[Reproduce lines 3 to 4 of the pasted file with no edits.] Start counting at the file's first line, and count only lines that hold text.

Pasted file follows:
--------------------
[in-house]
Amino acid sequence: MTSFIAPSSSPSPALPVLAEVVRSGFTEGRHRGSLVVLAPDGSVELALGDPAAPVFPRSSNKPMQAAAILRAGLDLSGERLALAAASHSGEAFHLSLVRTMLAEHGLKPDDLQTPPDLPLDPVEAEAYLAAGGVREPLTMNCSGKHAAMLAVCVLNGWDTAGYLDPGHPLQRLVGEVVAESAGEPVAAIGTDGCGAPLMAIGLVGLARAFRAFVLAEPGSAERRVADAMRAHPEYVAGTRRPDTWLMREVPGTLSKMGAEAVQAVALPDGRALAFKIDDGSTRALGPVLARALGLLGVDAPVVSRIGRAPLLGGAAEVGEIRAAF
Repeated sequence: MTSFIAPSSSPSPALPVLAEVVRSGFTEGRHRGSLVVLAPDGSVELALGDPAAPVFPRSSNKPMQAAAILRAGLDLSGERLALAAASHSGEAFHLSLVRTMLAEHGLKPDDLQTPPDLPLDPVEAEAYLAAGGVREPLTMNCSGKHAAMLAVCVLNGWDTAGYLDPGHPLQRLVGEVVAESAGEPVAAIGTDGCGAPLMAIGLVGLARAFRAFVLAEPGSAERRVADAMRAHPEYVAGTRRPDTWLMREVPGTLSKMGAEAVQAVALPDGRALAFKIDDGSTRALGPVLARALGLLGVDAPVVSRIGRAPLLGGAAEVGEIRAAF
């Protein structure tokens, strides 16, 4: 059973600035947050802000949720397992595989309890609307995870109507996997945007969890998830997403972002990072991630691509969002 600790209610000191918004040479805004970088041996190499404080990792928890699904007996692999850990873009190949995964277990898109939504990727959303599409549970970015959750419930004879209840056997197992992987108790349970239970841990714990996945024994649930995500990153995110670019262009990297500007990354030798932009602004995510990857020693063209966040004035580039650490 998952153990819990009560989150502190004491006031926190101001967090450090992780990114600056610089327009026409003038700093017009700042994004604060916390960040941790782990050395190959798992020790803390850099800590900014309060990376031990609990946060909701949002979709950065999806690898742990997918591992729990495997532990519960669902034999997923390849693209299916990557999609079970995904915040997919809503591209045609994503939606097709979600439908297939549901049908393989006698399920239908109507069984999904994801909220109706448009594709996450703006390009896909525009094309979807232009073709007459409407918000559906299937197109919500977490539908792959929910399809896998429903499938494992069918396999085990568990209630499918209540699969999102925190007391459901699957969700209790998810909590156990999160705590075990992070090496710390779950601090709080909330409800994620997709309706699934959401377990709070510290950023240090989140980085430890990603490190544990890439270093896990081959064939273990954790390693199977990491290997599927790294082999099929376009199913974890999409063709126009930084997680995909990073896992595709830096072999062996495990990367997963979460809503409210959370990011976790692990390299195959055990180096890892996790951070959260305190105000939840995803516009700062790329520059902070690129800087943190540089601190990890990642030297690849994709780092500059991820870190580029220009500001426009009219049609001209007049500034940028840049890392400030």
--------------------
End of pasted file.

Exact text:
Repeated sequence: MTSFIAPSSSPSPALPVLAEVVRSGFTEGRHRGSLVVLAPDGSVELALGDPAAPVFPRSSNKPMQAAAILRAGLDLSGERLALAAASHSGEAFHLSLVRTMLAEHGLKPDDLQTPPDLPLDPVEAEAYLAAGGVREPLTMNCSGKHAAMLAVCVLNGWDTAGYLDPGHPLQRLVGEVVAESAGEPVAAIGTDGCGAPLMAIGLVGLARAFRAFVLAEPGSAERRVADAMRAHPEYVAGTRRPDTWLMREVPGTLSKMGAEAVQAVALPDGRALAFKIDDGSTRALGPVLARALGLLGVDAPVVSRIGRAPLLGGAAEVGEIRAAF
């Protein structure tokens, strides 16, 4: 059973600035947050802000949720397992595989309890609307995870109507996997945007969890998830997403972002990072991630691509969002 600790209610000191918004040479805004970088041996190499404080990792928890699904007996692999850990873009190949995964277990898109939504990727959303599409549970970015959750419930004879209840056997197992992987108790349970239970841990714990996945024994649930995500990153995110670019262009990297500007990354030798932009602004995510990857020693063209966040004035580039650490 998952153990819990009560989150502190004491006031926190101001967090450090992780990114600056610089327009026409003038700093017009700042994004604060916390960040941790782990050395190959798992020790803390850099800590900014309060990376031990609990946060909701949002979709950065999806690898742990997918591992729990495997532990519960669902034999997923390849693209299916990557999609079970995904915040997919809503591209045609994503939606097709979600439908297939549901049908393989006698399920239908109507069984999904994801909220109706448009594709996450703006390009896909525009094309979807232009073709007459409407918000559906299937197109919500977490539908792959929910399809896998429903499938494992069918396999085990568990209630499918209540699969999102925190007391459901699957969700209790998810909590156990999160705590075990992070090496710390779950601090709080909330409800994620997709309706699934959401377990709070510290950023240090989140980085430890990603490190544990890439270093896990081959064939273990954790390693199977990491290997599927790294082999099929376009199913974890999409063709126009930084997680995909990073896992595709830096072999062996495990990367997963979460809503409210959370990011976790692990390299195959055990180096890892996790951070959260305190105000939840995803516009700062790329520059902070690129800087943190540089601190990890990642030297690849994709780092500059991820870190580029220009500001426009009219049609001209007049500034940028840049890392400030």